There is some overlap between the structures and conditions appearing here and those considered in the context of Q-categories. See there for more details.
Another axiom to consider, also introduced by Lawvere (see at Aufhebung):
Say that a cohesive topos, def. , has Aufhebung of becoming if the sharp modality, def. , preserves the initial object
The Aufhebungs axiom def. is satisfied by all cohesive toposes with a cohesive site of definition, see at Aufhebung – Over cohesive sites.
In the Aufhebungs-axiom of def. , the extra exactness condition on the shape modality in def. , which says (in particular) that shape preserves the terminal object
finds a dual companion. It might make sense to consider the variant of the axioms of cohesion which say
there is an adjoint triple of idempotent (co-)monads $ʃ \dashv \flat \dashv \sharp$;
such that $\sharp$ satisfies Aufhebung and $ʃ$ satisfies co-Aufhebung.
We discuss properties of cohesive toposes. In
we comment on the interdependency of the collection of axioms on a cohesive topos. In
we discuss the induced notion of concrete objects that comes with every cohesive topos and in
the induced subcategory of objects with one point per piece.
Some of these phenomena have a natural
For a long list of further structures that are canonically present in a cohesive context see
For more structure available with a few more axioms see at
$\,$
$\,$
We record some relations between the various axioms characterizing cohesive toposes.
The axioms pieces have points and discrete objects are concrete are equivalent.
This is just a reformulation of the above proposition.
A sheaf topos that
is locally connected and connected;
satisfies pieces have points
also is
The statement of the first items appears as (Johnstone 11, prop. 1.6). The last item is then a consequence by definition.
For a sheaf topos the condition that it
is connected;
satisfies pieces have points
is equivalent to the condition that it
is hyperconnected;
is local.
This is (Johnstone 11, theorem 3.4).
The reflective subcategories of discrete objects and of codiscrete objects are both exponential ideals.
By the discussion at exponential ideal a reflective subcategories of a cartesian closed category is an exponential ideal precisely if the reflector preserves products. For the codiscrete objects the reflector $\Gamma$ preserves even all limits and for the discrete objects the reflector $\Pi$ does so by assumption of strong connectedness.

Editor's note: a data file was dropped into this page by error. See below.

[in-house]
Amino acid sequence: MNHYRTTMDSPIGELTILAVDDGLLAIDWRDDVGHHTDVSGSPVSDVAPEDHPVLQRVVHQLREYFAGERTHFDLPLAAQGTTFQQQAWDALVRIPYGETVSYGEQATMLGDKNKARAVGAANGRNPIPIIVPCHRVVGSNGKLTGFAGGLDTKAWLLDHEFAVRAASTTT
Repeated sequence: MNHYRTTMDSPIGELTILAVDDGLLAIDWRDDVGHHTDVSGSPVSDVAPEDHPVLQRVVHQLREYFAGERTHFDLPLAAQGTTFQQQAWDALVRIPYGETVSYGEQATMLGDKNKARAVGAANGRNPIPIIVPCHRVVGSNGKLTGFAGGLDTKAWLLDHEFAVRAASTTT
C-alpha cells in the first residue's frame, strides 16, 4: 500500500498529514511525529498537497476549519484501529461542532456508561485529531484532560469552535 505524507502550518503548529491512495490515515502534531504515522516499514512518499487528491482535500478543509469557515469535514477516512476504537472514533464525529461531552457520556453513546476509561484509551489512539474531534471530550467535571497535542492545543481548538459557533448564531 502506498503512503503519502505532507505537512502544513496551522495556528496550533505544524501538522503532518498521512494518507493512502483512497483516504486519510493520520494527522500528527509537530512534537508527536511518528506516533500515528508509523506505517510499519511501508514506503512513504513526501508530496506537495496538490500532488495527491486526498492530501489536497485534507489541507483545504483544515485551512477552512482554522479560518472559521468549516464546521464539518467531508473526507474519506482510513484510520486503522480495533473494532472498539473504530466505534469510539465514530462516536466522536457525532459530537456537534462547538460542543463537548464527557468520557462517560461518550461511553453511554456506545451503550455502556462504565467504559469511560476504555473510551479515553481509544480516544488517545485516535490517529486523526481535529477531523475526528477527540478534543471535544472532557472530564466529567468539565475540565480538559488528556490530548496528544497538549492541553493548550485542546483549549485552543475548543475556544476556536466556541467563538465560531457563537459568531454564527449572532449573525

A cohesive topos comes canonically with various subcategories, sub-quasi-toposes and subtoposes of interest. We discuss some of these.
For $(\Pi \dashv \Disc \dashv \Gamma \dashv coDisc) : \mathcal{E} \to Set$ a cohesive topos, $(\Gamma \dashv coDisc)$ exhibits $Set$ as a subtopos
By general properties of local toposes. See there.
The category $Set$ is equivalent to the full subcategory of $\mathcal{E}$ on those objects $X \in \mathcal{E}$ for which the $(\Gamma \dashv coDisc)$ unit
is an isomorphism.
By general properties of reflective subcategories. See there for details.
An object $X$ of the cohesive topos $\mathcal{E}$ for which $X \to coDisc \Gamma X$ is a monomorphism we call a concrete object.
Write
for the full subcategory on concrete objects.
The functor $\Gamma : \mathcal{E} \to Set$ is a faithful functor on morphisms $(X \to Y) \in \mathcal{E}$ precisely if $Y$ is a concrete object.
In particular, the restriction $\Gamma : Conc(\mathcal{E}) \to Set$ makes the category of concrete objects a concrete category.
Observe that the composite morphism
is given (see adjunct) by postcomposition with the $(\Gamma \dashv coDisc)$-unit $\eta_Y : Y \to coDisc \Gamma Y$
The condition that $Y$ is a concrete object, hence that $Y \to coDisc \Gamma Y$ is a monomorphism is therefore equivalent (see there) to the condition that $F$ is a monomorphism, which is equivalent to $F$ being a faithful functor.